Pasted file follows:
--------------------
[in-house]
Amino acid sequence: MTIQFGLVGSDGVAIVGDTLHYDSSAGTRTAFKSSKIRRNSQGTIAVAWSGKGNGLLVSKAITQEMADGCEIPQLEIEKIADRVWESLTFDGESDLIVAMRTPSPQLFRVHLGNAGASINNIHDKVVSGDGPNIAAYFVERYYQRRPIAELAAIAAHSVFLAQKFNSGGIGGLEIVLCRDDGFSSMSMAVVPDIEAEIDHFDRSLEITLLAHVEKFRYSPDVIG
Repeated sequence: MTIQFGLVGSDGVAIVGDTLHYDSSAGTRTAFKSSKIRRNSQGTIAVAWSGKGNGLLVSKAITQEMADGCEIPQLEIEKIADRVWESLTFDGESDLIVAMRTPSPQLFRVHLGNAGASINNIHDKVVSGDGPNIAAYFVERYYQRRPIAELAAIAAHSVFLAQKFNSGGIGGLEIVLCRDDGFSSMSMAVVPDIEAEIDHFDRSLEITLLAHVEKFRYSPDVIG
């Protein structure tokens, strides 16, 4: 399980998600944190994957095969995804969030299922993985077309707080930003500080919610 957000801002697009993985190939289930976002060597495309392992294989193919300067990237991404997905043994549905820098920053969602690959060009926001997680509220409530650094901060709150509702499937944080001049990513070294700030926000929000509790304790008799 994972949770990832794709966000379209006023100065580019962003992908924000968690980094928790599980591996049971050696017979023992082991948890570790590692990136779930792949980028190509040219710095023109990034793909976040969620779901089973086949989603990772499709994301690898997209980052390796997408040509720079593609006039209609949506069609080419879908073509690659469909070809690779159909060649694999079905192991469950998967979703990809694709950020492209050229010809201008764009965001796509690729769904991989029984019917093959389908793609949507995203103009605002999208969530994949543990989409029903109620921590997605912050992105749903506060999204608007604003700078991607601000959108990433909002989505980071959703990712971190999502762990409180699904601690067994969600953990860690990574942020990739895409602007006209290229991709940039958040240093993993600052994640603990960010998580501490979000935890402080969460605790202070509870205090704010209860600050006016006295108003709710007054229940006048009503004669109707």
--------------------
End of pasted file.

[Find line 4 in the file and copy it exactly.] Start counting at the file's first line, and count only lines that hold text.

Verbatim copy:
């Protein structure tokens, strides 16, 4: 399980998600944190994957095969995804969030299922993985077309707080930003500080919610 957000801002697009993985190939289930976002060597495309392992294989193919300067990237991404997905043994549905820098920053969602690959060009926001997680509220409530650094901060709150509702499937944080001049990513070294700030926000929000509790304790008799 994972949770990832794709966000379209006023100065580019962003992908924000968690980094928790599980591996049971050696017979023992082991948890570790590692990136779930792949980028190509040219710095023109990034793909976040969620779901089973086949989603990772499709994301690898997209980052390796997408040509720079593609006039209609949506069609080419879908073509690659469909070809690779159909060649694999079905192991469950998967979703990809694709950020492209050229010809201008764009965001796509690729769904991989029984019917093959389908793609949507995203103009605002999208969530994949543990989409029903109620921590997605912050992105749903506060999204608007604003700078991607601000959108990433909002989505980071959703990712971190999502762990409180699904601690067994969600953990860690990574942020990739895409602007006209290229991709940039958040240093993993600052994640603990960010998580501490979000935890402080969460605790202070509870205090704010209860600050006016006295108003709710007054229940006048009503004669109707």